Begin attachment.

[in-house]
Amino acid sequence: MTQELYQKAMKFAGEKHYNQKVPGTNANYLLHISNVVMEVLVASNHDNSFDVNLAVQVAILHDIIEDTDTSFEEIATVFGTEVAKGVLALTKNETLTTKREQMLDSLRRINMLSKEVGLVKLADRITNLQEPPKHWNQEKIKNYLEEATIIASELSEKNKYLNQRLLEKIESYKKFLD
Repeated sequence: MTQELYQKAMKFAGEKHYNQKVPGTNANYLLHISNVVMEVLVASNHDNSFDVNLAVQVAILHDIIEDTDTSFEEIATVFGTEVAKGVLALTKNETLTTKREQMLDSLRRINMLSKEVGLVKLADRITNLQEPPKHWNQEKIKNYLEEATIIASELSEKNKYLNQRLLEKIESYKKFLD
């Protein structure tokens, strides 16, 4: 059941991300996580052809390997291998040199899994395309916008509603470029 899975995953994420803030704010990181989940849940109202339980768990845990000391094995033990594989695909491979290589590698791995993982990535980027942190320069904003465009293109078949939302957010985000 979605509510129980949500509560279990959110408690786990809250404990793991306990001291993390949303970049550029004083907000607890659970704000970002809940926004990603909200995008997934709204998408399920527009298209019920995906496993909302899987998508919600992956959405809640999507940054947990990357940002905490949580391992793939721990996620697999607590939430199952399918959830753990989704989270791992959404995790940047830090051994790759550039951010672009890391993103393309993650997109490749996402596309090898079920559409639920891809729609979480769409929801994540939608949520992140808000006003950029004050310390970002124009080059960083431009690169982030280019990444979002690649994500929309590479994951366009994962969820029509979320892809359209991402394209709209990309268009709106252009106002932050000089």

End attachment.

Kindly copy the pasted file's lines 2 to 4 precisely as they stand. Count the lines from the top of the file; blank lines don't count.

Amino acid sequence: MTQELYQKAMKFAGEKHYNQKVPGTNANYLLHISNVVMEVLVASNHDNSFDVNLAVQVAILHDIIEDTDTSFEEIATVFGTEVAKGVLALTKNETLTTKREQMLDSLRRINMLSKEVGLVKLADRITNLQEPPKHWNQEKIKNYLEEATIIASELSEKNKYLNQRLLEKIESYKKFLD
Repeated sequence: MTQELYQKAMKFAGEKHYNQKVPGTNANYLLHISNVVMEVLVASNHDNSFDVNLAVQVAILHDIIEDTDTSFEEIATVFGTEVAKGVLALTKNETLTTKREQMLDSLRRINMLSKEVGLVKLADRITNLQEPPKHWNQEKIKNYLEEATIIASELSEKNKYLNQRLLEKIESYKKFLD
């Protein structure tokens, strides 16, 4: 059941991300996580052809390997291998040199899994395309916008509603470029 899975995953994420803030704010990181989940849940109202339980768990845990000391094995033990594989695909491979290589590698791995993982990535980027942190320069904003465009293109078949939302957010985000 979605509510129980949500509560279990959110408690786990809250404990793991306990001291993390949303970049550029004083907000607890659970704000970002809940926004990603909200995008997934709204998408399920527009298209019920995906496993909302899987998508919600992956959405809640999507940054947990990357940002905490949580391992793939721990996620697999607590939430199952399918959830753990989704989270791992959404995790940047830090051994790759550039951010672009890391993103393309993650997109490749996402596309090898079920559409639920891809729609979480769409929801994540939608949520992140808000006003950029004050310390970002124009080059960083431009690169982030280019990444979002690649994500929309590479994951366009994962969820029509979320892809359209991402394209709209990309268009709106252009106002932050000089």